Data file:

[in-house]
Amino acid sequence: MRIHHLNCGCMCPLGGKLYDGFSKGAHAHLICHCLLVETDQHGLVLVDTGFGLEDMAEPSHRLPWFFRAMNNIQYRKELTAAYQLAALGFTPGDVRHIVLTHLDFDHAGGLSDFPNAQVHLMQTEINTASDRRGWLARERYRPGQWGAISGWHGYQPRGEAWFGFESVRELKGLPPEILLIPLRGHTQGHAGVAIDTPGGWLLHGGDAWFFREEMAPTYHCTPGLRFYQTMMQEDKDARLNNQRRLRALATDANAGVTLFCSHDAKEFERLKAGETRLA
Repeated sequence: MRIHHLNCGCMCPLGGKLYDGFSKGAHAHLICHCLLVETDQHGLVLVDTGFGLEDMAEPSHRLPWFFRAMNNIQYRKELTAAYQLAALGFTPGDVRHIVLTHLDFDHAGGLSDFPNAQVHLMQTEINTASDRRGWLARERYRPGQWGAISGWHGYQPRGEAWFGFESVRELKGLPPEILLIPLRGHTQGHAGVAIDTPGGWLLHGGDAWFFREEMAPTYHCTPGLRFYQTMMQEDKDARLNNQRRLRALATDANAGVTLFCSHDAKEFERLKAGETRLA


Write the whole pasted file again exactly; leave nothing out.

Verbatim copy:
[in-house]
Amino acid sequence: MRIHHLNCGCMCPLGGKLYDGFSKGAHAHLICHCLLVETDQHGLVLVDTGFGLEDMAEPSHRLPWFFRAMNNIQYRKELTAAYQLAALGFTPGDVRHIVLTHLDFDHAGGLSDFPNAQVHLMQTEINTASDRRGWLARERYRPGQWGAISGWHGYQPRGEAWFGFESVRELKGLPPEILLIPLRGHTQGHAGVAIDTPGGWLLHGGDAWFFREEMAPTYHCTPGLRFYQTMMQEDKDARLNNQRRLRALATDANAGVTLFCSHDAKEFERLKAGETRLA
Repeated sequence: MRIHHLNCGCMCPLGGKLYDGFSKGAHAHLICHCLLVETDQHGLVLVDTGFGLEDMAEPSHRLPWFFRAMNNIQYRKELTAAYQLAALGFTPGDVRHIVLTHLDFDHAGGLSDFPNAQVHLMQTEINTASDRRGWLARERYRPGQWGAISGWHGYQPRGEAWFGFESVRELKGLPPEILLIPLRGHTQGHAGVAIDTPGGWLLHGGDAWFFREEMAPTYHCTPGLRFYQTMMQEDKDARLNNQRRLRALATDANAGVTLFCSHDAKEFERLKAGETRLA